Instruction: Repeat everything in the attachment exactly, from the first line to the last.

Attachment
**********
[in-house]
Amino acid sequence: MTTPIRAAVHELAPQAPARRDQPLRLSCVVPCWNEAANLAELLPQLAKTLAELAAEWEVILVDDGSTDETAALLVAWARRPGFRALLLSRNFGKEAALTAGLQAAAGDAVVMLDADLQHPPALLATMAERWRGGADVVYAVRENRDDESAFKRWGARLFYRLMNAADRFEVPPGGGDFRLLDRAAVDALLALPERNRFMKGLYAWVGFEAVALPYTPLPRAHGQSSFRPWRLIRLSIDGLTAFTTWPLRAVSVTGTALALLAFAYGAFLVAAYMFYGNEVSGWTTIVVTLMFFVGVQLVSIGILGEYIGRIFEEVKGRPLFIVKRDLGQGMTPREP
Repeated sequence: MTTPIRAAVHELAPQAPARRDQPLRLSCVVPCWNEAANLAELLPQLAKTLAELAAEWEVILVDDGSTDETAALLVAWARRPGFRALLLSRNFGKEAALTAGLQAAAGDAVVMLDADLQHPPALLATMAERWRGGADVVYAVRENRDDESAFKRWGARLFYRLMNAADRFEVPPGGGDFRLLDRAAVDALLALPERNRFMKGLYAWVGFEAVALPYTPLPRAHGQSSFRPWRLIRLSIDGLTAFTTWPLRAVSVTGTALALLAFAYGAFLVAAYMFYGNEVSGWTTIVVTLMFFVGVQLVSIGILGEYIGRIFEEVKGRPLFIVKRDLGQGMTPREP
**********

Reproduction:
[in-house]
Amino acid sequence: MTTPIRAAVHELAPQAPARRDQPLRLSCVVPCWNEAANLAELLPQLAKTLAELAAEWEVILVDDGSTDETAALLVAWARRPGFRALLLSRNFGKEAALTAGLQAAAGDAVVMLDADLQHPPALLATMAERWRGGADVVYAVRENRDDESAFKRWGARLFYRLMNAADRFEVPPGGGDFRLLDRAAVDALLALPERNRFMKGLYAWVGFEAVALPYTPLPRAHGQSSFRPWRLIRLSIDGLTAFTTWPLRAVSVTGTALALLAFAYGAFLVAAYMFYGNEVSGWTTIVVTLMFFVGVQLVSIGILGEYIGRIFEEVKGRPLFIVKRDLGQGMTPREP
Repeated sequence: MTTPIRAAVHELAPQAPARRDQPLRLSCVVPCWNEAANLAELLPQLAKTLAELAAEWEVILVDDGSTDETAALLVAWARRPGFRALLLSRNFGKEAALTAGLQAAAGDAVVMLDADLQHPPALLATMAERWRGGADVVYAVRENRDDESAFKRWGARLFYRLMNAADRFEVPPGGGDFRLLDRAAVDALLALPERNRFMKGLYAWVGFEAVALPYTPLPRAHGQSSFRPWRLIRLSIDGLTAFTTWPLRAVSVTGTALALLAFAYGAFLVAAYMFYGNEVSGWTTIVVTLMFFVGVQLVSIGILGEYIGRIFEEVKGRPLFIVKRDLGQGMTPREP